Abiraterone and prednisone may prolong survival, delay prostate-specific antigen progression
Wednesday, May 25, 2011 (Last Updated: 05/26/2011)
WEDNESDAY, May 25 (HealthDay News) -- Abiraterone acetate prolongs overall survival among patients with metastatic castration-resistant prostate cancer who have received chemotherapy, according to a study published in the May 26 issue of the New England Journal of Medicine.
Johann S. de Bono, M.B., Ch.B., Ph.D., from the Institute of Cancer Research in Sutton, U.K., and colleagues investigated whether abiraterone acetate, an inhibitor of androgen biosynthesis, prolongs overall survival in patients with metastatic prostate cancer who have previously undergone chemotherapy. A total of 797 patients were randomly assigned to receive 5 mg prednisone twice daily plus 1,000 mg abiraterone acetate, and 398 patients received 5 mg prednisone and placebo. The median follow-up in the overall study was 12.8 months. The primary end point measured was overall survival, and time to prostate-specific antigen (PSA) progression, progression-free survival, and PSA response rate were also measured.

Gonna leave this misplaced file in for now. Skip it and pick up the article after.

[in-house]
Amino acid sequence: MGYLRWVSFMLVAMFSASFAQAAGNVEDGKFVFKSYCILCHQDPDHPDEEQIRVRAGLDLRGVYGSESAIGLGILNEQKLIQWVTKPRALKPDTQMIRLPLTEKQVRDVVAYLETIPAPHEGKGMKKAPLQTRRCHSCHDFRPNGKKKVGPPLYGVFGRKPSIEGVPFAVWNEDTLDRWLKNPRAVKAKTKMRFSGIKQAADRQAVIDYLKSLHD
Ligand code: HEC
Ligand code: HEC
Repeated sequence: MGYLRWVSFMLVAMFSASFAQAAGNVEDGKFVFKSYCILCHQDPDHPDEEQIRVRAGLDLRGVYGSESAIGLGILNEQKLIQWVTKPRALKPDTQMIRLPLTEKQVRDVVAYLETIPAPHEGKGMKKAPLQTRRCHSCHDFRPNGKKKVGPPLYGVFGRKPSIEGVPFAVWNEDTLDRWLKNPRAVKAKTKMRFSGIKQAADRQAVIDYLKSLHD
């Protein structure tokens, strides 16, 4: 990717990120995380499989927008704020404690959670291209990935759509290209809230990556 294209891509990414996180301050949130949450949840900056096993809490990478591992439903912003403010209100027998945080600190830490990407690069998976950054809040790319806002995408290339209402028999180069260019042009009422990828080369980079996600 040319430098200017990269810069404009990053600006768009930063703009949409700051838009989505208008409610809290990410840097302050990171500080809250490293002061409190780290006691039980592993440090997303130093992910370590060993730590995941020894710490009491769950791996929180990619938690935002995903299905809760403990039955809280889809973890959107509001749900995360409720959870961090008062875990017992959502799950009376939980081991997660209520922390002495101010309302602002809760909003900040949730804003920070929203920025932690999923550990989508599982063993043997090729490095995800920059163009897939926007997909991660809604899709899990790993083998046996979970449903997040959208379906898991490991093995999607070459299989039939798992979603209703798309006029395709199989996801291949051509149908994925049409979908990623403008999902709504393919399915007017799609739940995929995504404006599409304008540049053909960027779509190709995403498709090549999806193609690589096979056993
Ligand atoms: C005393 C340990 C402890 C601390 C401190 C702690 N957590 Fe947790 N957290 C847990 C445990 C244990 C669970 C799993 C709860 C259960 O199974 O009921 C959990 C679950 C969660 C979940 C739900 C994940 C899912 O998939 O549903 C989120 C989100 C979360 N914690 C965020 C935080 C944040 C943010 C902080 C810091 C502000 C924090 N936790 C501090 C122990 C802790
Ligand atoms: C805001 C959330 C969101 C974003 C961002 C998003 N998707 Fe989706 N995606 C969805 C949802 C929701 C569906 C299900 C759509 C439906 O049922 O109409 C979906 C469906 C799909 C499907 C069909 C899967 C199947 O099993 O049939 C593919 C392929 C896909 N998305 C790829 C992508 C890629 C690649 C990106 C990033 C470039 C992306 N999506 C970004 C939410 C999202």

The investigators found that, compared with the prednisone-placebo group, overall survival was significantly longer in the abiraterone acetate group (hazard ratio, 0.65). Time to PSA progression, progression-free survival, and PSA response rate were significantly improved in the treatment group. Mineralocorticoid-related adverse events were more common in the abiraterone-prednisone group compared to placebo, and they included fluid retention, hypertension, and hypokalemia.
"This study showed that abiraterone acetate plus prednisone, as compared with placebo plus prednisone, prolonged survival among patients with metastatic castration-resistant prostate cancer," the authors write.
Several of the study authors disclosed financial relationships with the pharmaceutical industry, including Ortho Biotech Oncology Research and Development, which supported the study. One of the authors disclosed a financial relationship with the Institute of Cancer Research, which has a commercial interest in abiraterone.
Hematology & Oncology
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